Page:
Porsche AG unveiled the revamped 88,000-euro ($123,000) 911 sports car today, seeking to stem declining sales of its iconic model and renew the brand’s heritage as a maker of two-seat performance vehicles.
The Stuttgart, Germany-based company, which now sells more Cayenne sport-utility vehicles and Panamera sedans than Boxster and Cayman sports-cars, is overhauling the 911 for the first time since 2004. It will add a compact SUV in 2013.
“Porsche’s chunky models have become the pillar of their success,” Stefan Bratzel, director of the Center of Automotive Management at the University of Applied Sciences in Bergisch Gladbach, Germany. “Ferrari and others aren’t standing still, so it’s about time for Porsche to reinforce sportiness. The new 911 couldn’t drop at a better moment.”
Porsche’s presentation of the 350-horsepower 911 highlights a push by German carmakers at the International Motor Show in Frankfurt to showcase models critical to their future growth plans. Volkswagen AG (VOW) is pressing its case to become the industry’s sales leader with a new city car, while Daimler AG (DAI) kicked off its pursuit of VW’s Audi and Bayerische Motoren Werke AG (BMW) for the luxury-car lead with the start of a small-car line.
The seventh-generation 911, which has a top speed of 289 kilometers per hour (179 miles per hour) and surges to 100 kilometers in 4.6 seconds, will be more powerful and 45 kilograms (100 pounds) lighter than its predecessor due to bodywork chiefly made from aluminum, allowing the car to burn 16 percent less fuel, Porsche spokesman Hermann-Josef Stappen said.
“The 911 model line has been a staunch pillar in the market for almost 50 years,” Chief Executive Officer Matthias Mueller told reporters today in Frankfurt. “It’s enormously important for Porsche as it characterizes the brand. It’ll play a huge factor in our growth strategy.”
Six-month deliveries of the 911 model declined 13 percent to 10,101 cars as buyers waited for the revamped version.
Porsche has sold about 700,000 911s across six generations built since the model’s inception in 1963. The 911, which was driven by U.S. actor Steve McQueen in the 1971 movie “Le Mans,” evolved from the Porsche 356, the sports-car maker’s first production vehicle designed by Ferry Porsche in 1948. The model came fifth in the 1999 so-called Car of the Century awards.
Porsche will be counting on the 911 to help reverse the 20 percent drop in its shares since a plan to merge with Volkswagen by the end of the year fell apart last week. Porsche’s third- quarter earnings may be reduced by about 1.6 billion euros because of a non-cash impact related to the merger delay, a person familiar with the matter said Sept. 9.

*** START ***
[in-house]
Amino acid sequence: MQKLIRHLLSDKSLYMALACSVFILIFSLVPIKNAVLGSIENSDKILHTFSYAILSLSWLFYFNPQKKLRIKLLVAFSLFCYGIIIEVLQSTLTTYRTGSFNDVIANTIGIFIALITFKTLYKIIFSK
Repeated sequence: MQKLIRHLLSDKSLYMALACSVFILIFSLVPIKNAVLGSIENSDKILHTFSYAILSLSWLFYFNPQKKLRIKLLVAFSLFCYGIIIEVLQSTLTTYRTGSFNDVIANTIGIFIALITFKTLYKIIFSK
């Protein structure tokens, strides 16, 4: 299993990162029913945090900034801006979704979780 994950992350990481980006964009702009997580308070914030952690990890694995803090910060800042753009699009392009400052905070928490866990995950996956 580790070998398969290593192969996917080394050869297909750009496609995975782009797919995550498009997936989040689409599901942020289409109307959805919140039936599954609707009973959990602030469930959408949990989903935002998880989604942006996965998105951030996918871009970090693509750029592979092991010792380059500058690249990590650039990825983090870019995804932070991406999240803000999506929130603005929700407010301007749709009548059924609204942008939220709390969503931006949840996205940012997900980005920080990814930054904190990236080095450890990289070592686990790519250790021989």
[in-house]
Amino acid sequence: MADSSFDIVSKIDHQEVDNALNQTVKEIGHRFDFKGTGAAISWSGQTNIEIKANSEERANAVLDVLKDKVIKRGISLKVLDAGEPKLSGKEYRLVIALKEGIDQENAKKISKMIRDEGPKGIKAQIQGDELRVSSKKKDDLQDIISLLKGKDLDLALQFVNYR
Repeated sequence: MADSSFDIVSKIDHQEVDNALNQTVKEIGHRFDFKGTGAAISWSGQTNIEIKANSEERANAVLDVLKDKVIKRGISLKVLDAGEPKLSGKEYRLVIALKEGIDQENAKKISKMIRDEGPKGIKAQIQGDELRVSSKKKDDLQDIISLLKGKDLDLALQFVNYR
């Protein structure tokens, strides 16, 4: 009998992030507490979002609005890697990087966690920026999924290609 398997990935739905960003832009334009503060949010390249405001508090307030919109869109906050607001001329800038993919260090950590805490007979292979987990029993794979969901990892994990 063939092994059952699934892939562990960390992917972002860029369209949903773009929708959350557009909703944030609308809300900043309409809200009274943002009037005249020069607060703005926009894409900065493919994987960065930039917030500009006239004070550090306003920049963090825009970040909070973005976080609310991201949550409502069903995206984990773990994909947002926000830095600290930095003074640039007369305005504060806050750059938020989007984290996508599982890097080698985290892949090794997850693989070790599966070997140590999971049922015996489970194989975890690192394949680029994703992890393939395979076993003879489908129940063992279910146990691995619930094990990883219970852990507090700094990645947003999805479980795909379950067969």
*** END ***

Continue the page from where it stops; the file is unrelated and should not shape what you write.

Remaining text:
Germany is the most attractive market in the global car industry, a survey of 300 auto managers by accounting firm Ernst & Young found, citing product quality and innovations. BMW, VW’s Audi and Mercedes, the world’s three largest makers of upscale cars, are targeting record deliveries this year, boosted by growing wealth in China and rebounding spending in the U.S.
“Frankfurt has become a showcase for carmakers’ future strategy,” Bratzel said. “The Germans are boasting pivotal models there. They’re acting from a position of strength.”
Mercedes will start its push for sales growth in Frankfurt when it presents the next generation of the B-Class. The van- like compact is the first in a line of at least five small cars aimed at attracting younger drivers to the 125-year-old manufacturer. The carmaker is investing 1.4 billion euros to produce the models, including a new factory in Hungary.
BMW and Audi have grown at more than five times the pace of Mercedes over the past decade by increasing their offerings more rapidly. Stuttgart-based Mercedes, which has also dropped to third in profitability, lost the luxury-car sales lead to BMW in 2005 and slipped behind Audi this year.
VW will premiere its smallest and cheapest model yet, called Up!, to enter the market for subcompact vehicles including Toyota Motor Corp.’s Aygo and PSA Peugeot Citroen’s C1. Priced at about 9,500 euros, the four-seat model is seen by VW as attracting at least 100,000 new buyers per year as urban centers grow and fuel restrictions tighten.
Europe’s largest carmaker has a goal of claiming the industry’s top global sales position no later than 2018. VW forecast a 5 percent increase in deliveries this year after selling a record 7.2 million units in 2010.
BMW will showcase the i3 electric city car and the i8 plug- in hybrid, two battery-powered luxury models developed from scratch under its new “i” sub-brand that are due to go on sale in 2013 and 2014 respectively.
Built around a carbon-fiber frame and an aluminium underbody, the vehicles represent a “strategic device” to flaunt BMW’s high-tech competence, said Ferdinand Dudenhoeffer, director of the Center for Automotive Research at the University of Duisburg-Essen.
“Customers might be attracted by the completely new design, high-tech light construction and the alternative driving systems,” he said. “Innovation is one of the hottest traits for high-end manufacturers. BMW is vying for the lead here.”
German manufacturers’ offerings will attract regular Frankfurt show visitors like Hermann Reichert, a 73-year-old retired engineer who lives in Berlin and calls himself a “car fanatic.” Reichert attended the 1963 show when Porsche introduced the original 911.
“A lot of so-called key models will be on display there,” said Reichert while browsing in VW’s flagship showroom on Berlin’s Unter den Linden boulevard. “The question remains which of these cars will make history. The 911 certainly did.”
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